More recently combinatorial techniques have been applied to inorganic materials in the form of thin films deposited or evaporated onto a substrate. For example, Schultz et al. applied combinatorial chemistry techniques to the field of material science in U.S. Pat. No. 5,985,356. More particularly, Schultz et al. disclosed methods and apparatus for the preparation and use of a substrate having thereon an array of diverse materials in predefined regions. An appropriate array of materials is generally prepared by delivering components of materials to predefined regions on the substrate and simultaneously reacting the reactants to form different materials. While these films have known composition, the particle size and porosity of the material make it highly scattering and non-transparent.

A luminescent material absorbs energy in one portion of the electromagnetic spectrum and emits energy in another portion of the electromagnetic spectrum. A luminescent material in powder form, where the material is excited by UV light to generate photons is commonly called a phosphor, while a luminescent material in the form of a transparent solid body that is excited by gamma or X-rays to generate visible photons is commonly called a scintillator.

Most useful phosphors emit radiation in the visible portion of the spectrum in response to the absorption of the radiation which is outside the visible portion of the spectrum. Thus, the phosphor performs the function of converting electromagnetic radiation to which the human eye is not sensitive into electromagnetic radiation to which the human eye is sensitive. Most phosphors are responsive to more energetic portions of the electromagnetic spectrum than the visible portion of the spectrum. Thus, there are powder phosphors which are responsive to ultraviolet light (as in fluorescent lamps), electrons (as in cathode ray tubes) and x-rays (as in radiography).

There are a number of known scintillators each of which has its own set of properties such as the turn-on delay, efficiency, primary decay time, afterglow, hysteresis, luminescent spectrum, radiation damage and so forth. The turn-on delay of a luminescent material is the time period between the initial impingement of stimulating radiation on the luminescent material and the luminescent output reaching its maximum value, for a constant intensity of stimulating radiation. The efficiency of a luminescent material is the percentage of the energy of the absorbed stimulating radiation which is emitted as luminescent light. When the stimulating radiation is terminated, the luminescent output from a scintillator decreases in two stages. The first of these stages is a rapid decay from the full luminescent output to a low, but normally non-zero, value at which the slope of the decay changes to a substantially slower decay rate. This low intensity, normally long decay time luminescence, is known as afterglow and usually occurs with intensity values less than 2% of the full intensity value. The initial, rapid decay is known as the primary decay or primary speed and is measured from the time at which the stimulating radiation ceases to the time at which the luminescent output falls to 1/e of its full intensity value.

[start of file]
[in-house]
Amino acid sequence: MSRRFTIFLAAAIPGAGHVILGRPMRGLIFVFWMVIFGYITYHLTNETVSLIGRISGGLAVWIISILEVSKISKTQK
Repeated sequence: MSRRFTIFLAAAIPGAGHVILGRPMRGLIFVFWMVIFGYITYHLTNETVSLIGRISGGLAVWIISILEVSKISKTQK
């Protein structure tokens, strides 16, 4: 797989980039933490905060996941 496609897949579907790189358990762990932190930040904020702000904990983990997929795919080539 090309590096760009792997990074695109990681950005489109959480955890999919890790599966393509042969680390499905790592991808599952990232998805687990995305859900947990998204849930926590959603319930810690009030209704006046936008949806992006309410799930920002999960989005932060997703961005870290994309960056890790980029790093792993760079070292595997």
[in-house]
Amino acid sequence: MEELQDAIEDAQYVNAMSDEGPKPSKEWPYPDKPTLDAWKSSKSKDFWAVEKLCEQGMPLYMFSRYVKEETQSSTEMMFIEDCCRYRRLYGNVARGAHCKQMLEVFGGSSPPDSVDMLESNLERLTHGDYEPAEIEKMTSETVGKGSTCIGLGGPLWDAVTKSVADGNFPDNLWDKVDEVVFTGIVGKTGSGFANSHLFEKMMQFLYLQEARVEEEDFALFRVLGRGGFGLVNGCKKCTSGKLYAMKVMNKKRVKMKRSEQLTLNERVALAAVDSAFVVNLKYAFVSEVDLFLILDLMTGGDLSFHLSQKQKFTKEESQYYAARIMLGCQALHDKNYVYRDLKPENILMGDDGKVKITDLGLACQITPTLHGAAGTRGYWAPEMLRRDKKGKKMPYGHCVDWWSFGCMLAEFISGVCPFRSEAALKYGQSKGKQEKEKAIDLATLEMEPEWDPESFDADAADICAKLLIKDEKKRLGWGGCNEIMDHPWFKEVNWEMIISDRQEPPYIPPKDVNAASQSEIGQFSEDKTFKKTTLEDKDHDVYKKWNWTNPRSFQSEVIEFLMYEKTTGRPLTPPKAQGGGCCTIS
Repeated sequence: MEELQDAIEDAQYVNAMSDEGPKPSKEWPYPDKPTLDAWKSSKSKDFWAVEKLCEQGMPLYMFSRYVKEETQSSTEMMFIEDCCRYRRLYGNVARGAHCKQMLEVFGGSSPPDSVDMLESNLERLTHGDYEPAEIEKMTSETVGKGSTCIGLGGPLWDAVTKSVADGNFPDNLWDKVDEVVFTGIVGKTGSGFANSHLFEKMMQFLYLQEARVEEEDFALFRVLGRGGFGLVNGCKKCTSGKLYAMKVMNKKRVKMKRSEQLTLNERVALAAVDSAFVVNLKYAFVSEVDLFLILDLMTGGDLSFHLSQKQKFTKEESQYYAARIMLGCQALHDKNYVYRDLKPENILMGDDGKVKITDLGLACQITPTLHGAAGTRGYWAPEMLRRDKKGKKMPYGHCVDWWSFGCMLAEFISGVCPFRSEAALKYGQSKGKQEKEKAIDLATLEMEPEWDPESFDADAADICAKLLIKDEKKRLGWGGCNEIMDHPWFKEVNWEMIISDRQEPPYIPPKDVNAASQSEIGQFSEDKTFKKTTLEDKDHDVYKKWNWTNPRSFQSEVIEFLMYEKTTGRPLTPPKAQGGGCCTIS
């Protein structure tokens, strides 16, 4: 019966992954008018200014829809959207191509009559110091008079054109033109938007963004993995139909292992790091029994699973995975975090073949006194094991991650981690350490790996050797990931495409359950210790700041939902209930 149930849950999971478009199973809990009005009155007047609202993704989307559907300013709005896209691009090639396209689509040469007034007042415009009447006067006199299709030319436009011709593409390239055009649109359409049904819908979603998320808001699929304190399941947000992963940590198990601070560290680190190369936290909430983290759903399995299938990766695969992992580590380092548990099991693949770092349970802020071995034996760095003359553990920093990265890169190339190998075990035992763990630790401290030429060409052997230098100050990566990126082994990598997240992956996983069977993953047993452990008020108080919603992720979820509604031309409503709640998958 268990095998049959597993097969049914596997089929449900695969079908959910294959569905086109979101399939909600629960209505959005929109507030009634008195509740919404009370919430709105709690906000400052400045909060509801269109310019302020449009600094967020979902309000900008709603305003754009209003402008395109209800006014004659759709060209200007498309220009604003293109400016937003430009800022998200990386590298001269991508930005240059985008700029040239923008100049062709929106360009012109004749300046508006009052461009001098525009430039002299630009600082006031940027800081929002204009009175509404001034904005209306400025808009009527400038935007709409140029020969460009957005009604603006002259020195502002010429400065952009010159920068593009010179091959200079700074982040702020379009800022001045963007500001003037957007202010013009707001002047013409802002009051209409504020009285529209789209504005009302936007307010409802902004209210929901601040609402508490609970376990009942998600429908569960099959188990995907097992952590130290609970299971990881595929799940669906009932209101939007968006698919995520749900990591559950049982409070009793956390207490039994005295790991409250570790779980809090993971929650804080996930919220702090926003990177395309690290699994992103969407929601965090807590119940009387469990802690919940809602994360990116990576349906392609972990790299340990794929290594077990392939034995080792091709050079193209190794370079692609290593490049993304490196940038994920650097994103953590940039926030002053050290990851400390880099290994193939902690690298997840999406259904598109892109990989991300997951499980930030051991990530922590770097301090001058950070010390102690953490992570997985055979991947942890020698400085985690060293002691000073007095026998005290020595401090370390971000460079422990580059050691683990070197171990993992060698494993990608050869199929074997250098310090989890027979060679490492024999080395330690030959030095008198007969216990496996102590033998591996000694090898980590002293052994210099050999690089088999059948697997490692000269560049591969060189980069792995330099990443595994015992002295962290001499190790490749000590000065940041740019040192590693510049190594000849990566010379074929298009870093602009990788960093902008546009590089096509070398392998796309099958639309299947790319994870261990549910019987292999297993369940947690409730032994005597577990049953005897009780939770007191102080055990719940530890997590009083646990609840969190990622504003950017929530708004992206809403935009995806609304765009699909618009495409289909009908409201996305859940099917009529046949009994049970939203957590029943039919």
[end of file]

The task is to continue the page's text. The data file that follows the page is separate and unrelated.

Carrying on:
A luminescent material exhibits hysteresis if the amount of luminescent light output for a given amount of incident stimulating radiation depends upon the amount of stimulating radiation which has been recently absorbed by the luminescent material. The luminescent spectrum of a luminescent material is the spectral characteristics of the luminescent light which is emitted by that material.

Radiation damage is the characteristic of a luminescent material in which the quantity of light emitted by the luminescent material in response to a given intensity of stimulating radiation changes after the material has been exposed to a high radiation dose. Radiation damage may be measured by first stimulating a luminescent material with a known, standard or reference, intensity of radiation. The initial output (Io) of the photodetector in response to this reference intensity of incident stimulating radiation is measured and recorded or stored. Next, the luminescent material is exposed to a high dosage of radiation. Finally, the luminescent material is immediately again exposed to the reference intensity of stimulating radiation and the final output (If) of its photodetector, in response to this reference intensity of stimulating radiation, is measured and stored or recorded. The radiation damage (RD) may then be expressed as: RD = I f - I o I o

Ideally, the radiation damage should be as small as possible. In most luminescent materials, it is a negative number because it is normally less than Io.